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INFOLING  May 1998

INFOLING May 1998

Subject:

Tesis doctoral: Eric Holt.1997. The Role of the Listener in the Historical Phonology of Spanish and Portuguese

From:

Carlos Subirats Rüggeberg <[log in to unmask]>

Reply-To:

Distribución de información sobre lingüística española <[log in to unmask]>

Date:

Wed, 20 May 1998 17:12:19 +0200

Content-Type:

text/plain

Parts/Attachments:

Parts/Attachments

text/plain (190 lines)

INFOLING Lista moderada de lingüística española
http://listserv.rediris.es/archives/infoling.html
Envío de información: [log in to unmask]
Editor: Carlos Subirats Rüggeberg <[log in to unmask]>
Colaboradoras:
Paola Bentivoglio <[log in to unmask]>, UCV
Eulalia de Bobes <[log in to unmask]>, UAB
Mar Cruz <[log in to unmask]>, UB
Emma Martinell <[log in to unmask]>, UB
_____________________________________________________

                   Tesis doctoral
The Role of the Listener in the Historical Phonology of Spanish
and Portuguese: An Optimality-Theoretic Account
            Información proporcionada por:
        Eric Holt <[log in to unmask]>
_____________________________________________________

1. Autor:
   David Eric Holt
   Georgetown University

2. Título:
   The Role of the Listener in the Historical Phonology of
   Spanish and Portuguese: An Optimality-Theoretic Account

3. Fecha de lectura:
   July 10, 1997

4. Centro:
   Georgetown University
   Department of Spanish and Portuguese

5. Director:
   Dr. Alfonso Morales Front

6. Proyecto o línea de investigación en la que se incluye:


7. Resumen:

    This dissertation studies the application to historical sound
change of a constraint-based approach to phonology. Optimality
Theory (Prince and Smolensky 1993, McCarthy and Prince 1993a,b)
is the framework employed in the analysis of the principal
changes in syllable structure that developed from Latin to
Spanish and Portuguese. Historical sound change is argued to
be driven by the incorporation of phonetic factors into phonology
for reasons of lexicon and grammar optimization. It is shown that
the role of perception and reinterpretation by the listener is
crucial in historical change as a means to achieve this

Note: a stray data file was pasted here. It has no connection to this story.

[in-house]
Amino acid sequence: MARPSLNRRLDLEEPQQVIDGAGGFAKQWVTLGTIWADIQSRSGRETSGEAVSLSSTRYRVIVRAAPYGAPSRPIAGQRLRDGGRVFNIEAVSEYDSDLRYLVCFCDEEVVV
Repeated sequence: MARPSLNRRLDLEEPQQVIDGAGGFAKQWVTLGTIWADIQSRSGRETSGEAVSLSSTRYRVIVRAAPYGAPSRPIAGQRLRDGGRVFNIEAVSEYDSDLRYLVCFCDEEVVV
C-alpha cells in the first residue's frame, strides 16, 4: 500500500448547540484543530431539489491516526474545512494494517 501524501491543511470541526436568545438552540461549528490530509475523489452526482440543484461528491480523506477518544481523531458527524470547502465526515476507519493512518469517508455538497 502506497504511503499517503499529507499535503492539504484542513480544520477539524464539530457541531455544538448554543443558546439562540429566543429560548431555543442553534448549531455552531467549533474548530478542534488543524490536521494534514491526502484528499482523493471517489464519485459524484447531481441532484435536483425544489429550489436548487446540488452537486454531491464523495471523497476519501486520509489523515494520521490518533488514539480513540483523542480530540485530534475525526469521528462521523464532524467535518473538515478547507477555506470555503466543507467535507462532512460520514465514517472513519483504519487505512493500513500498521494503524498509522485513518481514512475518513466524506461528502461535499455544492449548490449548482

optimization. We will see that reanalysis of underlying forms may
have profound effects on the organization of the constraint
hierarchy of the grammar, leading to the step-wise rise of
markedness constraints versus faithfulness constraints.

    To date there has been little research into historical
Hispano-Romance phonology using this model, and this dissertation
aims to help fill that gap. While offering an analysis of several
classic historical phenomena, it also makes a contribution to the
development of phonological theory and the emerging Optimality
Theory (OT), while advancing a novel model of language change.

    Within a constraint-based approach, and one that intends to
be universal, how is language change to be characterized? This is
new ground, and only recently have researchers begun to apply OT
to sound change (Jacobs 1994, 1995; Hutton 1996; Gess 1996; Green
1997--these are reviewed in Chapter 1). Jacobs and Gess
investigate Old French, but lacking still at this point are
in-depth treatments of the phonological history of both Spanish
and Portuguese. Because this would in fact constitute an entire
research program, this dissertation is limited to an exploration
of the role of lexicon optimization in sound change and its
effects on syllable structure.

    Several characteristics that distinguish Spanish from
Portuguese are shown to be attributed to the divergent ranking of
a limited number of constraints. We will see that the history of
these languages is composed of a series of stages, each of which
exhibits a specific constraint hierarchy. This must be understood
in diachronic terms, not in serially derivational ones, which
would be antithetical to the tenets of OT, which in its strongest
form allows for only a single step from base to surface. That is,
the dissertation proposes a series of stages in the OT grammar,
but these are to be understood as historical stages, not
intermediate stages of a single synchronic grammar.

    To support these assertions, a series of phonological
structure conditions (constraints) are presented and motivated
whose interaction and relative importance account for the
historical changes addressed here. Slight reranking of these
constraints, that is, variation in the relative importance of the
constraints from one language to another and from one time period